By Selwyn Parker
giant economy rolls down the modern Silk Road into Asia and beyond, smaller
nations in the region are hurriedly developing common standards of financial
regulation that are helping feed a boom in cross-border trade.
The latest country to exploit synergies with China is Singapore whose
financial watchdog (MAS) has opened a regulatory dialogue that is set to pave
the way for nothing less than a “new Asian financial landscape”, as the
authority’s deputy managing director Jacqueline Loh described it recently.
Appropriately, Ms Loh made the remark in China’s financial
capital of Shanghai where the inaugural financial forum between the two cities
was launched in 2015. Like countries in the region, Singapore is anxious to
develop regulatory regimes that smooth the path for the coming tidal wave of
trade carried on floods of renminbi, official name for China’s currency.
Indeed the wave has already started. To take just Singapore
as an example, in 2015 the total value of trade between China and the city state
reached about US$90bn, according to the latest available figures. For the third
consecutive year China was Singapore’s largest trading partner.
Simultaneously, the rate of financial investments is going through the
roof. In 2015 Singapore pumped US$7bn into China, up by 18.5 per cent over 2014
while Singapore’s investments into the banking hub of Shanghai totalled
US$2.2bn, up by 160 per cent year on year.
All this helps explain why
Singaporean authorities are pioneering regulatory integration with China’s
financial markets. In early 2016 MAS signed up to participate in China’s
inter-bank foreign exchange market and, in another boost for the growing power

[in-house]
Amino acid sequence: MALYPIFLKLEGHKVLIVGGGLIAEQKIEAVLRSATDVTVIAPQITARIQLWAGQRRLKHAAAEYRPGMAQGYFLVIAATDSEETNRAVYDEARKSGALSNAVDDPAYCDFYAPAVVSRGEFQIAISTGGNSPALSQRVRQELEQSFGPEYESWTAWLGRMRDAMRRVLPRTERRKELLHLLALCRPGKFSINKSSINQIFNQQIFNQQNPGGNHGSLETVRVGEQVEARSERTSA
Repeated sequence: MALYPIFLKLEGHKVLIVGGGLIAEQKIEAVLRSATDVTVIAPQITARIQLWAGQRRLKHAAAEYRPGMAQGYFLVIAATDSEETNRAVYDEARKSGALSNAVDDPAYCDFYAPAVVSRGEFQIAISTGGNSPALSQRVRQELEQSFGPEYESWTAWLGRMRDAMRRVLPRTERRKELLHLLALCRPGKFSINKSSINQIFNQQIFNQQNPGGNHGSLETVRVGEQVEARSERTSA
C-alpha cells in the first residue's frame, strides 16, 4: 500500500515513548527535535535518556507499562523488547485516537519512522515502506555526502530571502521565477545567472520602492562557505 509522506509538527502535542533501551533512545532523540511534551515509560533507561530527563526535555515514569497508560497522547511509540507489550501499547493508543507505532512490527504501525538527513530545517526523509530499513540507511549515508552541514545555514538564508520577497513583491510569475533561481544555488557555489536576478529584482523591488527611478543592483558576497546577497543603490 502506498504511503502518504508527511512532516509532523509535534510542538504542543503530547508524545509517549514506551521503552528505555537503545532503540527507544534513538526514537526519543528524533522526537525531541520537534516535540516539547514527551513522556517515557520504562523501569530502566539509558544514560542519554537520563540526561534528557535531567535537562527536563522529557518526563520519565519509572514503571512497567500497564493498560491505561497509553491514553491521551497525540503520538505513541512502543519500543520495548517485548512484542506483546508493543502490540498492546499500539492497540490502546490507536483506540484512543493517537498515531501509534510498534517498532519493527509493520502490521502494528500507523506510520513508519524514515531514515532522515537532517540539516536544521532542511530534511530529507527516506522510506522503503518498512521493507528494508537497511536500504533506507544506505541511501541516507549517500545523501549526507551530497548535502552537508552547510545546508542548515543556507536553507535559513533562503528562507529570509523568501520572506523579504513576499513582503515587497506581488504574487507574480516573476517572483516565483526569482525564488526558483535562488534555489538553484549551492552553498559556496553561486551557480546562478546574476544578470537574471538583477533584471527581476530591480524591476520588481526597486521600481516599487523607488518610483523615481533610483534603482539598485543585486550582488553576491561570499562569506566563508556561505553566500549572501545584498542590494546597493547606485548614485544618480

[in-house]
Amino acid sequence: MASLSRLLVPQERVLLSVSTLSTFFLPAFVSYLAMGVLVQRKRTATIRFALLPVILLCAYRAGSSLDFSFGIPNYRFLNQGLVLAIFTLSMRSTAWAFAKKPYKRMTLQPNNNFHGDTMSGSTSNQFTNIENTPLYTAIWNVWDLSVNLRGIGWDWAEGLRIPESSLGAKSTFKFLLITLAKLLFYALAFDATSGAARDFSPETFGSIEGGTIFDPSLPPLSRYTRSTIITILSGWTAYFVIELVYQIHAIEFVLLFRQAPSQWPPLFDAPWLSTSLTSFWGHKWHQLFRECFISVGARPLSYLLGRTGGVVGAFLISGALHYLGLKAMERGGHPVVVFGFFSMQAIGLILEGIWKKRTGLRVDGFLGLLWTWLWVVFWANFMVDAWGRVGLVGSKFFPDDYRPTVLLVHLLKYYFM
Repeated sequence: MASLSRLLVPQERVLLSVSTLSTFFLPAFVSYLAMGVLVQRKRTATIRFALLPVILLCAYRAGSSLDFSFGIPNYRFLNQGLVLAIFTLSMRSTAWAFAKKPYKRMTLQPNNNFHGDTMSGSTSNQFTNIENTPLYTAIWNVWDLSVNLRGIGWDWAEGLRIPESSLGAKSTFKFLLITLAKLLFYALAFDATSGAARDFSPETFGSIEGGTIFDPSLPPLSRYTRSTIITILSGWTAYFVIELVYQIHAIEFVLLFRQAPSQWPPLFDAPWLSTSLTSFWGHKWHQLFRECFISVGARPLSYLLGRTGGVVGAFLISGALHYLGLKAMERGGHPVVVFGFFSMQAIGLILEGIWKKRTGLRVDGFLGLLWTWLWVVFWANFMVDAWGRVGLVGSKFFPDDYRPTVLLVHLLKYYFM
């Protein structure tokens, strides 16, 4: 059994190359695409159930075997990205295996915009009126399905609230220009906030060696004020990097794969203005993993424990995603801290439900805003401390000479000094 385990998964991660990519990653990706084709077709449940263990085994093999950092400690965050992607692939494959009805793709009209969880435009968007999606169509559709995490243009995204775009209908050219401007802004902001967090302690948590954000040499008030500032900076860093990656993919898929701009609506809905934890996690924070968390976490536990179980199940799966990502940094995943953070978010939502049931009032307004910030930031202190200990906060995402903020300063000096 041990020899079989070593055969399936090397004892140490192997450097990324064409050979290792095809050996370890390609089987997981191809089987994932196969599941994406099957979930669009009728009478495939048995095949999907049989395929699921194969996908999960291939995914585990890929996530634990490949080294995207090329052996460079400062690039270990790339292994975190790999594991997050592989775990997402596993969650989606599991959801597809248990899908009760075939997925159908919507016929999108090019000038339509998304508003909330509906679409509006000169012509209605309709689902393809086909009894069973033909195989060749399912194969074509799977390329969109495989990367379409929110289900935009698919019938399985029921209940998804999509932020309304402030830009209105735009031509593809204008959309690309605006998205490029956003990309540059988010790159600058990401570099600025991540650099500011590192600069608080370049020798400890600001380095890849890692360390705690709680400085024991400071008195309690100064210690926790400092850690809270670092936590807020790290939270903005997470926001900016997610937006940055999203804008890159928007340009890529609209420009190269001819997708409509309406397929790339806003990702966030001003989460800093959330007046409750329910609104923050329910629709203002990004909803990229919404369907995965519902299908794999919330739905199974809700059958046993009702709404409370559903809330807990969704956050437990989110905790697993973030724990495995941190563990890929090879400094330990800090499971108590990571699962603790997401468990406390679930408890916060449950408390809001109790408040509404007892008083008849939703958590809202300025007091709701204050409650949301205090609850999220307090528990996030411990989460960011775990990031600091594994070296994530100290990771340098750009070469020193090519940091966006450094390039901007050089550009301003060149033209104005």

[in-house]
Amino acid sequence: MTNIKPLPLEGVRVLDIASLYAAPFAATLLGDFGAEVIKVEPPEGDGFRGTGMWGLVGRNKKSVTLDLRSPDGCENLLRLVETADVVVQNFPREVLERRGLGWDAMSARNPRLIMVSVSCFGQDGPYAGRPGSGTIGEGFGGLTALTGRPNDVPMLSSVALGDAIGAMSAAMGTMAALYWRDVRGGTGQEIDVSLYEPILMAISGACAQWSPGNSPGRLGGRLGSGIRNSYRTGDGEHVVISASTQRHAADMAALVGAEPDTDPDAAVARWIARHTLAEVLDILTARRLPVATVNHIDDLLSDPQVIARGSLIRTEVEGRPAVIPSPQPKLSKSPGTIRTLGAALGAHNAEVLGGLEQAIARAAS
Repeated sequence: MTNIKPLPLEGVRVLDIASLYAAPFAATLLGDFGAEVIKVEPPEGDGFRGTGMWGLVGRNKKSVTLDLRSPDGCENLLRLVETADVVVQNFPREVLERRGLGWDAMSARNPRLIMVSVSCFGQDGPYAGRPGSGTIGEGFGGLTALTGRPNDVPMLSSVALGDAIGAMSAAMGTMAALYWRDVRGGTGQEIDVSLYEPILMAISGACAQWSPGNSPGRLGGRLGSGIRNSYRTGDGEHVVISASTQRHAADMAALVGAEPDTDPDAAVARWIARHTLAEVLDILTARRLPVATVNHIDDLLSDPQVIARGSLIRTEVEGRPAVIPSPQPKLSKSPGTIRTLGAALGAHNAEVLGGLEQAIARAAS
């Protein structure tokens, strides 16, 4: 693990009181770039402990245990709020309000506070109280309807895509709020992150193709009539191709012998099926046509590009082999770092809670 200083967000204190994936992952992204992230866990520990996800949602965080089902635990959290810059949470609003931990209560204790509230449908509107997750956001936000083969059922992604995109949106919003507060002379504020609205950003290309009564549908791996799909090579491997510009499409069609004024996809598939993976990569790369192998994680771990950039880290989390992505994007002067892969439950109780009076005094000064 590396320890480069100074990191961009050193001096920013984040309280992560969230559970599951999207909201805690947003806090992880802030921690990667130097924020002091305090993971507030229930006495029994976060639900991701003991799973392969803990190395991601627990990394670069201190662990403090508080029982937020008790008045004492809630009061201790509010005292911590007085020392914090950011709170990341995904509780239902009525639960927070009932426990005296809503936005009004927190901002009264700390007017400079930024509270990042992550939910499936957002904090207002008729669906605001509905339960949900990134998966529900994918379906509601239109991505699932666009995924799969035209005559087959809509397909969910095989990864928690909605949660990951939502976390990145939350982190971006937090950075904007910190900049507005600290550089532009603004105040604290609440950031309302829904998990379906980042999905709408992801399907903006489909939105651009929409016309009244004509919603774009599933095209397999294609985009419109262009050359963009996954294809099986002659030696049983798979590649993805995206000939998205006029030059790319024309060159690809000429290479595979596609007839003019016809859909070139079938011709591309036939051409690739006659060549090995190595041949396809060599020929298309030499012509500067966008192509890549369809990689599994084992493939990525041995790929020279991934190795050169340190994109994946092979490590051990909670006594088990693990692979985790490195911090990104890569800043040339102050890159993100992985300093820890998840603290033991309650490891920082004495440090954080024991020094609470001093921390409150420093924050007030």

of the renminbi, the authority started buying yuan-based assets for Singapore’s
official foreign reserves.
These developments follow
considerable preparatory work. Last April, MAS and the China Securities
Regulatory Commission sat around the table to discuss supervision of capital
markets and took another important step in July when the two organisations
began talks on insurance regulation.
But what exactly is the Silk Road? Named for the
ancient trading routes that connected China to the Mediterranean, the modern
version was launched by President Xi Jinping just over three years ago.
Unprecedented in scope, it’s the land-based element of the One Belt One Road,
popularly known as “belt and road”, vision designed to massively increase the
country’s investment and trade across the globe. The second element of belt and
road is a maritime route linking China with Europe. Since the launch of this
vast project, countries in the region have rushed to sign bilateral deals with
China, among them India, Pakistan and Singapore.
aspect of the project is an Asia-wide financial integration that in time may
turn out to rival the influence of western-style regulation. After all, China’s
financial sector exercises immense power that is spilling over into the wider
region. As we’ve pointed out before, China’s fintech sector is developing at a
furious pace. For example, financial services giant Ping An has 109 million core
finance customers and boasts a total online user base of nearly 300m people.
Similarly, the potential for firms such as Tencent, today a
gaming and social networking site with 800m active users, to expand into finance
and grow beyond its home base is enormous. As an indication of things to come,